This was done the first few weeks of school. Jacob wanted us to see the abstract shapes that compose an object instead of the object itself. That is why it is on its side. This was the start of our introduction to blocking-in.

This is a larger cast we did. You can see the basic shapes I used to help me draw the legs. On an object like this it helps to use the shadow line to give you shapes to see.

We sketched this beauty for a solid week. Not this particular drawing, but this cast. Each day we would choose a different angle. This posed a great deal of challenges including the curve in her back as well as her feet. The proportions at first glance were very misleading as well. I found if I spend a greater emphasis and effort on getting the placement and proportions in the beginning things would fall into place a lot smoother.

This was an awesome cast. Full figure, it is a discus thrower. I didn't get to finish his right arm, but he has a discus. This really posed a great deal of challenges. The gesture is incredible and difficult to capture. It really helped me discover the importance of using plumb lines to make sure things at the top of the drawing were lining up with the bottom.
This is one of my first Bargue drawings. You can see another one at the start of the post. All of the students seem to be enjoying copying these drawings.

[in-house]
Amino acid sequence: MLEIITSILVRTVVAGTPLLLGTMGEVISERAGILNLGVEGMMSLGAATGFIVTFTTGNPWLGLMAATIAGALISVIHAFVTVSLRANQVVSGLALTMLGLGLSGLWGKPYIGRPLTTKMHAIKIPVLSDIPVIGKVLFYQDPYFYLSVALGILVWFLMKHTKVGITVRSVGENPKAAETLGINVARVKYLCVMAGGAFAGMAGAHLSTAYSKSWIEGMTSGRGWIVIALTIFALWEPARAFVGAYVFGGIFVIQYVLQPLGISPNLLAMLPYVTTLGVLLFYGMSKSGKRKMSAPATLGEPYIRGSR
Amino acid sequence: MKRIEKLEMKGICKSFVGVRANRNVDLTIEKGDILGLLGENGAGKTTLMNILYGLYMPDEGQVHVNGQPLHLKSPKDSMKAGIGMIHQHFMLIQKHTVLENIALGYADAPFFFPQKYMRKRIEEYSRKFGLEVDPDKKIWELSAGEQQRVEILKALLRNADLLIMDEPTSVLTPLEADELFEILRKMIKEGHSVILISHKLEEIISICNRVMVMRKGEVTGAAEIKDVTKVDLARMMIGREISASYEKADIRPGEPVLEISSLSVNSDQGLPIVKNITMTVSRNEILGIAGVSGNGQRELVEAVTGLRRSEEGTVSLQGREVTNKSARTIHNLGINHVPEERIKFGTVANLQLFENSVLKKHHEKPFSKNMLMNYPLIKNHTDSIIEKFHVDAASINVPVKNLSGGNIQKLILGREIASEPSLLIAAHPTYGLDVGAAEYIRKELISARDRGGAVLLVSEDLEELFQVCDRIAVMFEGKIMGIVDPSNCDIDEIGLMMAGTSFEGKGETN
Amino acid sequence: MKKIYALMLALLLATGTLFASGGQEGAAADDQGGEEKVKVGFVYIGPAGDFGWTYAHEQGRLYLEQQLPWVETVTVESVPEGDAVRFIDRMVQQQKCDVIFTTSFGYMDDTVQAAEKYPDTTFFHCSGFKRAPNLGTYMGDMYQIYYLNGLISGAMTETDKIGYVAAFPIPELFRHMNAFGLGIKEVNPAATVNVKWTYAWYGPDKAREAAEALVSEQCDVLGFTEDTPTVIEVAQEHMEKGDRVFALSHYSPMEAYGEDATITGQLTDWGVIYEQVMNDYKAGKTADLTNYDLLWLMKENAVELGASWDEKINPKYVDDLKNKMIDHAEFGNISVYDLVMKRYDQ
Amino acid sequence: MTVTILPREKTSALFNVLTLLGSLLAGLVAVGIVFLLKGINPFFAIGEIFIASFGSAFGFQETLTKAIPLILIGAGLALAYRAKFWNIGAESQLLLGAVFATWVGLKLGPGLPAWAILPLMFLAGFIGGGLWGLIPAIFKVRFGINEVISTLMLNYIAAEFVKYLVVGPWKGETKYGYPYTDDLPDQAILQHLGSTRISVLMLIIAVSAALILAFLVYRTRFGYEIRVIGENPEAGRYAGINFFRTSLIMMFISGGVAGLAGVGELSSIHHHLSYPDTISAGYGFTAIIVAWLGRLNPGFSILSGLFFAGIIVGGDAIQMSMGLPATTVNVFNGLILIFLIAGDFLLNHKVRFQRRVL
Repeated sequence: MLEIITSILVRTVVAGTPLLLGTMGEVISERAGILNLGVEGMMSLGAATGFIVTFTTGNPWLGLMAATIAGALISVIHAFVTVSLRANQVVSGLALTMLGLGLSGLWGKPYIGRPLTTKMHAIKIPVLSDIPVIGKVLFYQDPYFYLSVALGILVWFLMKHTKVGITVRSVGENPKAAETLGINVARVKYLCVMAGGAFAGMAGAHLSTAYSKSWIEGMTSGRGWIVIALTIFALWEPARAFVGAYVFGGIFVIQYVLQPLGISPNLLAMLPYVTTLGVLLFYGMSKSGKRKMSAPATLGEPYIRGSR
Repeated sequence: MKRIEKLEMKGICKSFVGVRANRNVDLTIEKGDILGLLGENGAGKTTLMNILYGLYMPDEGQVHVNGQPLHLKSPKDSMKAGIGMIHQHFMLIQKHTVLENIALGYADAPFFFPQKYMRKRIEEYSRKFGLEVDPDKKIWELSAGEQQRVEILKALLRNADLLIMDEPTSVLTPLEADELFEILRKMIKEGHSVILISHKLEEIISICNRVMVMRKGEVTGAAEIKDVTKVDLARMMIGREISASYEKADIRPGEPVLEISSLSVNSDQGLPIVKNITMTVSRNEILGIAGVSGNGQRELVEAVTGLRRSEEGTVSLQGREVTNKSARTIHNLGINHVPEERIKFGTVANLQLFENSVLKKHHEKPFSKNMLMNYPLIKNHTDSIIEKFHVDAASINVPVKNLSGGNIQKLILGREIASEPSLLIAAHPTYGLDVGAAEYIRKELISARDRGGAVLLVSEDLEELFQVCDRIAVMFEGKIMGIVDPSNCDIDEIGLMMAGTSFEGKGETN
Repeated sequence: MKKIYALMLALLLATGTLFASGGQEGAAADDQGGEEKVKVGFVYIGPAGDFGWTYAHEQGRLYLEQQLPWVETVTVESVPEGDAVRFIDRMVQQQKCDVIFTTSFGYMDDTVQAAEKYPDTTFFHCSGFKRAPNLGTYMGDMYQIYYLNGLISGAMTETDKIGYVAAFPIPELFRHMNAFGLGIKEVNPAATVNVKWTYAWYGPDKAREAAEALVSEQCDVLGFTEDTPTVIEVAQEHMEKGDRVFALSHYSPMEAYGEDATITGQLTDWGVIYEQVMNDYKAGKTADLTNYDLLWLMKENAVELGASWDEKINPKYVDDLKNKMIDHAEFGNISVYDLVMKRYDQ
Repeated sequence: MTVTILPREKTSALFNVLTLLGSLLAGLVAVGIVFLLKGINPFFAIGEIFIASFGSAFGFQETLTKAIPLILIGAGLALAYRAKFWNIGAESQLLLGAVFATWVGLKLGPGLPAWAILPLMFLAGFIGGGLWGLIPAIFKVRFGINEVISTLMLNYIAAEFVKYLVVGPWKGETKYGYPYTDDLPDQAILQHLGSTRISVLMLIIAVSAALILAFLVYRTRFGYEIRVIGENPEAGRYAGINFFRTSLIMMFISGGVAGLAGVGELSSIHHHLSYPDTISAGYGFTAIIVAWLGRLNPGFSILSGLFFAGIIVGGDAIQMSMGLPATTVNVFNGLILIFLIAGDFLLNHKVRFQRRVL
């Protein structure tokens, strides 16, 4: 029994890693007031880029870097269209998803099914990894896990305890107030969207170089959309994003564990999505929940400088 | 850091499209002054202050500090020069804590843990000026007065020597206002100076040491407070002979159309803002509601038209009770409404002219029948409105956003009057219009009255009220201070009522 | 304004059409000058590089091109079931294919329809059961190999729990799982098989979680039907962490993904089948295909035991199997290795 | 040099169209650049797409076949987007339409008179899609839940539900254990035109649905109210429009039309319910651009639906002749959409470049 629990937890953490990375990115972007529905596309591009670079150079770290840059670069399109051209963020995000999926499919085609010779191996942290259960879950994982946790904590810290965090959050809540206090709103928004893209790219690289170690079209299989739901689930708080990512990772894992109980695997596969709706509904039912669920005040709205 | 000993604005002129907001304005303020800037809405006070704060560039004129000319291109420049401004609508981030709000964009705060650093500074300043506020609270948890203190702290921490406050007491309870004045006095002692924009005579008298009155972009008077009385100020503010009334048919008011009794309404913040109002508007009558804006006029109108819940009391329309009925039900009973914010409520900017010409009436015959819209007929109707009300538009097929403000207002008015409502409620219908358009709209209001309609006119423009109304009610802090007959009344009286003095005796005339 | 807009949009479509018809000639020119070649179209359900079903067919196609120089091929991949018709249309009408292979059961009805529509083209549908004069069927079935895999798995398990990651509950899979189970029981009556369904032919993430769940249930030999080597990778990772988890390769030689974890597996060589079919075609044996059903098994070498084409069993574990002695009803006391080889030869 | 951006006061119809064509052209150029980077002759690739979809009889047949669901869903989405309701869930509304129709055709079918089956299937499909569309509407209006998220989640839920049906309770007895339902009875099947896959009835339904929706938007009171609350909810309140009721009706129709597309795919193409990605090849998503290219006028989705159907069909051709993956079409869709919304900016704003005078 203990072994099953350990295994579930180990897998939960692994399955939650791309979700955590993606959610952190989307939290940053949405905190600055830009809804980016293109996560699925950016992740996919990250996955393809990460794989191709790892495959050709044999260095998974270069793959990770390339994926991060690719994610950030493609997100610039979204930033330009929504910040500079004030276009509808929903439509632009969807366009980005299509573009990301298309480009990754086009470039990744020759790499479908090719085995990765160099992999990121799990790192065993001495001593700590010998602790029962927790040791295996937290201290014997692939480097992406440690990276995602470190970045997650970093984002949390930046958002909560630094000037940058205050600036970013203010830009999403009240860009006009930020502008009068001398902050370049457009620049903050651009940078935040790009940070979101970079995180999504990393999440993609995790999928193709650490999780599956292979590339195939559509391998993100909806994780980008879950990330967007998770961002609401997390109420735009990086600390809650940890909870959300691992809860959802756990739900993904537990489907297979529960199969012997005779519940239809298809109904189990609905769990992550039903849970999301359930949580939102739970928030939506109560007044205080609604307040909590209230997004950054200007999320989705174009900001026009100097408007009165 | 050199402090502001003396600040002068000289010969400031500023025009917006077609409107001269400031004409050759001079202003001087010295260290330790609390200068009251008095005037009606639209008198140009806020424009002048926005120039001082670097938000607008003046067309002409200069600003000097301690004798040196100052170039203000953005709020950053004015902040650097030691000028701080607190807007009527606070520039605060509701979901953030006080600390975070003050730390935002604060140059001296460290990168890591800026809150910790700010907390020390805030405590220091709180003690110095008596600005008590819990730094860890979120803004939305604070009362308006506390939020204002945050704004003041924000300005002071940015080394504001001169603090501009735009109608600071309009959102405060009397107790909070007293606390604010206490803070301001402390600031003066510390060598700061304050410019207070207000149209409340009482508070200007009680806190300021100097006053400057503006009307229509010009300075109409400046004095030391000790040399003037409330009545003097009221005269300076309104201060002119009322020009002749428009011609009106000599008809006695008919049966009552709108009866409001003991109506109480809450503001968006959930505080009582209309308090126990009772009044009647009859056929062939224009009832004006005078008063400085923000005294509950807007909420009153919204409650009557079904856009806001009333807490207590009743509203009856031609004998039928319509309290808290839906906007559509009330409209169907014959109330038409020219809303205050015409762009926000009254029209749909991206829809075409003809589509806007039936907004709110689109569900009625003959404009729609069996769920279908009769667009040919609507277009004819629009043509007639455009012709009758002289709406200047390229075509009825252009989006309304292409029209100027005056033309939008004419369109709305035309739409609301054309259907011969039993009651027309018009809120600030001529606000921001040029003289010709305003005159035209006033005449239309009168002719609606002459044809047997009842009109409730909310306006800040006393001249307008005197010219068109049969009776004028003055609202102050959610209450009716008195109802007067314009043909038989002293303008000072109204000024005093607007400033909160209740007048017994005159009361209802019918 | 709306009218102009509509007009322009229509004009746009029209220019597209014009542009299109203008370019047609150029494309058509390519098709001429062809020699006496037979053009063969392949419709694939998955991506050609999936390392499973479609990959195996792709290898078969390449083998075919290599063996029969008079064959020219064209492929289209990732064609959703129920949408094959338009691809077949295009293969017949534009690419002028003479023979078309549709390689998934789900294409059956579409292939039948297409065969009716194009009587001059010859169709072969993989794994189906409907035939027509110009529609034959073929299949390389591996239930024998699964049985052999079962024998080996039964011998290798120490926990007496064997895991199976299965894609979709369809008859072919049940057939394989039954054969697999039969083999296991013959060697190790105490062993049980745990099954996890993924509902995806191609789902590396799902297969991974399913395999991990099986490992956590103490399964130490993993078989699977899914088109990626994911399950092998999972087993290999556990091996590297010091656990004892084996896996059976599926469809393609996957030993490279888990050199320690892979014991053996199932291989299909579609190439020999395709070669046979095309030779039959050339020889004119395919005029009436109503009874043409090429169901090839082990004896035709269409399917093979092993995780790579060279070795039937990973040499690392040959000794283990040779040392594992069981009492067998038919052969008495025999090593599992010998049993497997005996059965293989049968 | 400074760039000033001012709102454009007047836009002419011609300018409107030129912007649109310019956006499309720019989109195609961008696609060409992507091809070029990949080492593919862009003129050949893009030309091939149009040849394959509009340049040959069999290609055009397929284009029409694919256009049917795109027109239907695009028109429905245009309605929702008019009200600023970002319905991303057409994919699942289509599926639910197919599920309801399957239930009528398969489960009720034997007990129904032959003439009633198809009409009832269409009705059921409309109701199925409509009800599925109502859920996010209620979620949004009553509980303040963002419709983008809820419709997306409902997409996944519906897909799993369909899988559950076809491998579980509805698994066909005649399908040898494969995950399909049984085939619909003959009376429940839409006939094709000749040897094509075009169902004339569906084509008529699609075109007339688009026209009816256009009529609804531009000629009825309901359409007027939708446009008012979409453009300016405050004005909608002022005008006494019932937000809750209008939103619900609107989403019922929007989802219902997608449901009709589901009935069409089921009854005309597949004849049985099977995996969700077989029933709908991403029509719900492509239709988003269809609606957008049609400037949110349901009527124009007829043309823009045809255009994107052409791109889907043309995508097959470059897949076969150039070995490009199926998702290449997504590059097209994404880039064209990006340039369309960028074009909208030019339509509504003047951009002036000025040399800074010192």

Sunday, November 2, 2008


Last Thursday night I finished my night class. The Grand Central Academy of Art (GCA) offers night classes for anyone interested. Thankfully core students have priority and a discount on tuition. The first month I took portrait sculpture and last month figurative sculpture. The professor for the portrait is Jiwong Che, from South Korea. He gained classical training in Korea. Mason Sullivan teaches the figurative class. He recently graduated from the Florence Academy of Art in Florence Italy. I really struggled with the figurative sculpture at first. The instructor explained how we should go about it, but I wasn't getting it. However, once he started sculpting with us on the second week it really helped me see what he meant. You place small pieces of clay on top of each other from close observation of the model until you have a replica of what your looking at. I think I'm going to take figurative sculpture again this month. I want to see what I can do using this process from the beginning.

Currently, the GCA does not have a specific sculpture program, only painting. Mason, however, is suppose to be developing that program and building it up. I'm not sure if I would prefer to pursue sculpture or painting. That's a tough choice.

Here is the sculpture from the front. You'll notice I didn't have enough time to finish his face, arms or pertinent male anatomy. The pose is very popular in academic studies. One hip is thrown out to one side, with all the weight placed on one leg while the other leg comes forward. The model was also holding a staff in his left hand for support. Had I finished the arms I would have included it.

You can see the gesture really well from his left side where his hip is pushed out in order to place all his weight on the leg on that same side. I should also mention the sculpture is built on an armature. An armature is a wire frame that supports the weight of the structure and attaches to that metal elbow for support.

Thanks for Looking!